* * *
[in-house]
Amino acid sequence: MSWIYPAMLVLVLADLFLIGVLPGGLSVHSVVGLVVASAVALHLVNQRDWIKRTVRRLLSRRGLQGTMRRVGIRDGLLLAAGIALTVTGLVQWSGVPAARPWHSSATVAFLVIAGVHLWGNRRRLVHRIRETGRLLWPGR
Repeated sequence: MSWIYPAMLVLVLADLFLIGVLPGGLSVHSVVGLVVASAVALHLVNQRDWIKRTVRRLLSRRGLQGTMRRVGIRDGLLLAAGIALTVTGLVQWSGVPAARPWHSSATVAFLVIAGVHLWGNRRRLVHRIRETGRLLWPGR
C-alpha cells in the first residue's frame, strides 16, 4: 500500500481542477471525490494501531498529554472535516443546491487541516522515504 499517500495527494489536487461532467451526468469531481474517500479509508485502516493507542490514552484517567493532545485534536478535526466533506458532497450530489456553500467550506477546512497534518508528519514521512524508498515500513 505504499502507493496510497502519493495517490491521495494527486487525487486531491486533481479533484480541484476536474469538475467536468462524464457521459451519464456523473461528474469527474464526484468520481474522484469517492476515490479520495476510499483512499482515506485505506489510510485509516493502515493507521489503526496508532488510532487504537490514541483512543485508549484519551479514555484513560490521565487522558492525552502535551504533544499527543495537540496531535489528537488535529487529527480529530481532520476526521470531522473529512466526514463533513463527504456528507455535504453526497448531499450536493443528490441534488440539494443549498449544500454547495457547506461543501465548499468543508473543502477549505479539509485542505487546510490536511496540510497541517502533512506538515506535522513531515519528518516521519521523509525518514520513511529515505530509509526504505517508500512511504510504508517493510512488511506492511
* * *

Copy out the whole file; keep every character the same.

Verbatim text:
[in-house]
Amino acid sequence: MSWIYPAMLVLVLADLFLIGVLPGGLSVHSVVGLVVASAVALHLVNQRDWIKRTVRRLLSRRGLQGTMRRVGIRDGLLLAAGIALTVTGLVQWSGVPAARPWHSSATVAFLVIAGVHLWGNRRRLVHRIRETGRLLWPGR
Repeated sequence: MSWIYPAMLVLVLADLFLIGVLPGGLSVHSVVGLVVASAVALHLVNQRDWIKRTVRRLLSRRGLQGTMRRVGIRDGLLLAAGIALTVTGLVQWSGVPAARPWHSSATVAFLVIAGVHLWGNRRRLVHRIRETGRLLWPGR
C-alpha cells in the first residue's frame, strides 16, 4: 500500500481542477471525490494501531498529554472535516443546491487541516522515504 499517500495527494489536487461532467451526468469531481474517500479509508485502516493507542490514552484517567493532545485534536478535526466533506458532497450530489456553500467550506477546512497534518508528519514521512524508498515500513 505504499502507493496510497502519493495517490491521495494527486487525487486531491486533481479533484480541484476536474469538475467536468462524464457521459451519464456523473461528474469527474464526484468520481474522484469517492476515490479520495476510499483512499482515506485505506489510510485509516493502515493507521489503526496508532488510532487504537490514541483512543485508549484519551479514555484513560490521565487522558492525552502535551504533544499527543495537540496531535489528537488535529487529527480529530481532520476526521470531522473529512466526514463533513463527504456528507455535504453526497448531499450536493443528490441534488440539494443549498449544500454547495457547506461543501465548499468543508473543502477549505479539509485542505487546510490536511496540510497541517502533512506538515506535522513531515519528518516521519521523509525518514520513511529515505530509509526504505517508500512511504510504508517493510512488511506492511